To another question whether ^”this remark not constitute a reversal of the Helsinki decisions^‘, he said: ^”No, in my opinion, it is just the opposite. What can be the point of not including in the Strategy Paper a fact that we discuss between ourselves? Is it not just the right time to say that it would be wonderful to reach a solution on the basis of the Annan plan and that the current dynamic should be preserved? This is possible before 1 May 2004.In this way, a united Cyprus can join a united Europe. This opportunity still exists. This is a subject we always discuss with Turkish officials, with Mr. Erdogan and Mr. Gul. It is a subject that has been on the agenda for years. This cannot be considered a surprise. Why should we act as though there is no problem? This is a very honest political assessment. Moreover, it is an important demand in terms of the political environment. The political atmosphere, however, does not constitute the EU acquis, or a Copenhagen criterion. These are separate issues, but the political atmosphere is important. If a solution is reached, it will positively affect the political atmosphere.^‘

    [07] Mainland Turkish Press reaction regarding the EU Progress report on Turkey

    Turkish daily HURRIYET newspaper (06/11/03) columnist Emin Colasan in his column strongly criticizes those in Turkey that blindly support Turkey^“s entry into the EU. He says that now the EU wants Cyprus then the Aegean issue will be raised and they will demand from Turkey to give up its rights in the Aegean, ^”after this most probably will follow the demand regarding the Southeast^‘, Colasan claims.

    Colasan considers this indifference a very dangerous situation and brands it as ^”Lack of honor and hireling^‘

    A similar criticism is launched by Oktay Eksi in HURRIYET (07/11/03) against the EU. In his criticism Eksi attacks Gunter Verheugen, the EU enlargement Commissioner and accuses him of interfering in the domestic affairs of Turkey.

    In the same issue of the same newspaper the Turkish Foreign Minister Abdullah Gul commenting on the progress report and the publishing of the paragraph regarding Cyprus `despite the efforts by Turkish side to have the paragraph on Cyprus in the Strategy Document to be removed, has expressed his dislike and said that it was because of the enlargement Commissioner Verheugen the Cyprus condition was not changed .Gul accused Verheugen of rendering a solution in Cyprus more difficult He said: ^”It is not possible to continue with Verheugen^‘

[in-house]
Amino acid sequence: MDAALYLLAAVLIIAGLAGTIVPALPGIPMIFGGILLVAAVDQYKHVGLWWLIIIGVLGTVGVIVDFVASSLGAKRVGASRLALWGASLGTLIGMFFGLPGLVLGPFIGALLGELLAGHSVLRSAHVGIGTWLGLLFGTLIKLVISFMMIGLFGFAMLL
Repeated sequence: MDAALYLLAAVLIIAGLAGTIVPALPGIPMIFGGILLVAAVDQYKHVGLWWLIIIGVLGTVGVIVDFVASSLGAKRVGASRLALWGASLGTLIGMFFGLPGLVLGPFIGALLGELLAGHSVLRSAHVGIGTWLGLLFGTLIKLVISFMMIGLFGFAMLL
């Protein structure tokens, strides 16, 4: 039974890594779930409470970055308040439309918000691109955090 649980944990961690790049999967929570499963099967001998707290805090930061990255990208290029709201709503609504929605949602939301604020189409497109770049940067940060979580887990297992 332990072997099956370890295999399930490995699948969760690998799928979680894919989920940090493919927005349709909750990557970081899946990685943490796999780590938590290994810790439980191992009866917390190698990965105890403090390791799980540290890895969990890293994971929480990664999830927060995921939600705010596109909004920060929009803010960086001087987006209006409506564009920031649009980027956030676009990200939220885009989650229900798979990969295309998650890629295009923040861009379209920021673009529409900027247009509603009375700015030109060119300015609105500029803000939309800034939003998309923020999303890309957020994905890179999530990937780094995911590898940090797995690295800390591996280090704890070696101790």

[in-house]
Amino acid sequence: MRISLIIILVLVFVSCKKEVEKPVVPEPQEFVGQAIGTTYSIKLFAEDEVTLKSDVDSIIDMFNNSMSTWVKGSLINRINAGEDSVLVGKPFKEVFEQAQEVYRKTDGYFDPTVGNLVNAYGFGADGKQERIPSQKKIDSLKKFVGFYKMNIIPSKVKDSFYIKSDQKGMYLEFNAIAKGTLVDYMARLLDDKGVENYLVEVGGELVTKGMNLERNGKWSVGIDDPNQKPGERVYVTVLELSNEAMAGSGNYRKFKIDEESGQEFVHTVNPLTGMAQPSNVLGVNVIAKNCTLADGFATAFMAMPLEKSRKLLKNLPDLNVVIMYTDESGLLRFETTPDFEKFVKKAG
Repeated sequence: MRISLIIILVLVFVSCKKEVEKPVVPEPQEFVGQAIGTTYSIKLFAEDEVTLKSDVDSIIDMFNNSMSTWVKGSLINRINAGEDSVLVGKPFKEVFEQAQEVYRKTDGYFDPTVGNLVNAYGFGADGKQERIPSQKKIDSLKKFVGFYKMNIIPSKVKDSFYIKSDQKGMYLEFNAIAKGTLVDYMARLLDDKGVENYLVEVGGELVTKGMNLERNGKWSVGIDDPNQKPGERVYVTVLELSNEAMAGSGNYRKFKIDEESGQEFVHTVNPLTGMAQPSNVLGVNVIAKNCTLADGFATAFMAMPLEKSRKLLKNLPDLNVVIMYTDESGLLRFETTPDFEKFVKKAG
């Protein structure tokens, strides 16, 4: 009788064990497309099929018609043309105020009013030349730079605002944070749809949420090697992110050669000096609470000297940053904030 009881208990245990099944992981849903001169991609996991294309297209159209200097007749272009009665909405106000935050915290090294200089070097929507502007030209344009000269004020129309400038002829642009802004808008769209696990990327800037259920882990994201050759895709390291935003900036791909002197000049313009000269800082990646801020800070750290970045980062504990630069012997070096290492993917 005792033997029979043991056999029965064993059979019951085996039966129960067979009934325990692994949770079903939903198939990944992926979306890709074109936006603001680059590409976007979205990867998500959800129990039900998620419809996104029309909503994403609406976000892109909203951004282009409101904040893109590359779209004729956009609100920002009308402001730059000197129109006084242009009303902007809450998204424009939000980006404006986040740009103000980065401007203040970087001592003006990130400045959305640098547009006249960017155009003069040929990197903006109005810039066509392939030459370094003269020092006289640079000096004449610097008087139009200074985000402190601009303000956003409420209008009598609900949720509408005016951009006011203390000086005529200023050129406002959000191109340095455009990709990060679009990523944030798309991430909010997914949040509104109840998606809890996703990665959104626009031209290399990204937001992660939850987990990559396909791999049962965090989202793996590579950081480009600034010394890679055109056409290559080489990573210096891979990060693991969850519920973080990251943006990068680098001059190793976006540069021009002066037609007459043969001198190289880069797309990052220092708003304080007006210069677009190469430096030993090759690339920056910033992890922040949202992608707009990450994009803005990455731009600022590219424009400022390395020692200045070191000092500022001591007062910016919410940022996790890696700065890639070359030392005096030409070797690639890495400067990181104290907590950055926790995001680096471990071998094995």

Mainland daily MILLIYET newspaper (07/11/03) columnist Fikret Bila under the title ^”Government^“s Cyprus Mistake^‘ writes that the paragraph on Cyprus in the Strategy Document is a clear ^”condition^‘ for Turkey and says that this is due to the mistakes committed by the Erdogan government

    [08] Various reactions regarding the EU progress report for Turkey

    The Turkish Cypriot newspapers refer to various reactions regarding the EU progress report for Turkey.

    Turkish Cypriot daily KIBRIS newspaper (07.11.03) reports that the Turkish Industrialists' and Businessmen's Association (TUSIAD) said that the EU report for Turkey is a six month road map for Turkey. TUSIAD also pointed out that the as soon as possible beginning, of a solution process in Cyprus on the basis of the Annan Plan, will open the way for Turkey to begin its EU accession negotiations.

    Turkish Cypriot daily VATAN newspaper (07.11.03) reports that the Independence Turkish Industrialists' and Businessmen's Association (MUSIAD), stated that the EU did not behave in a generous manner regarding the evaluation of Turkey^“s harmonization efforts. MUSIAD also stressed that the pressure that the EU exerts regarding Cyprus cannot be accepted.

    In addition, as VATAN reports Mr Dervis Eroglu, so-called Prime Minister of the pseudostate commented on the same issue and stated that EU must follow a proper policy towards the ^”realities in Cyprus^‘ and added that the Cyprus problem must not be put in front of Turkey as a political condition.

    Moreover, as Turkish Cypriot daily HALIKIN SESI newspaper (07.11.03) reports Mr Mehmet Agar, chairman of the True Path Party stated that the Cyprus problem could not be accepted as a condition for Turkey^“s membership to the EU.

    [09] Our Party abandons the alliance of the Nationalist Peace Party

    Turkish Cypriot daily VATAN newspaper (07.11.03) reports that Our Party (OP) abandoned the political alliance which it was formed for the forthcoming December ^”elections^‘ of the pseudostate. This alliance was formed under the name Nationalist Peace Party and it was established by OP, the Justice and Peace Party, the Nationalist Justice Party and the National Revival Party.

    [B] COMMENTARIES, EDITORIALS AND ANALYSIS

    [10] "Solution without Denktas seems highly unlikely", supports columnist in Turkish mainland ^”Radikal^‘ newspaper, commenting on the results of Verso-Sam^“s poll

    Under the title "Solution without Denktas seems highly unlikely", Murat Yetkin writes in his column in Turkish mainland ^”RADIKAL^‘ newspaper (06.11.03), the following commenting on the results of the public opinion poll conducted by Verso-Strategic Research Center (Verso-Sam) about the forthcoming ^”elections^‘ in the occupied areas:

    ^”A survey conducted by Verso, a polling company, in the ^—TRNC^“ for a group of businessmen, who plan to make investments in Turkey, has yielded interesting results about the possibility of finding a solution to the Cyprus question.

    The opinion poll was conducted by interviewing a total of 2,060 respondents in Nicosia, Famagusta, Kyrenia, Morfou and Trikomo on 13-19 October. The respondents were also asked to disclose the name of the political party they intended to vote for in the general election scheduled for 14 December.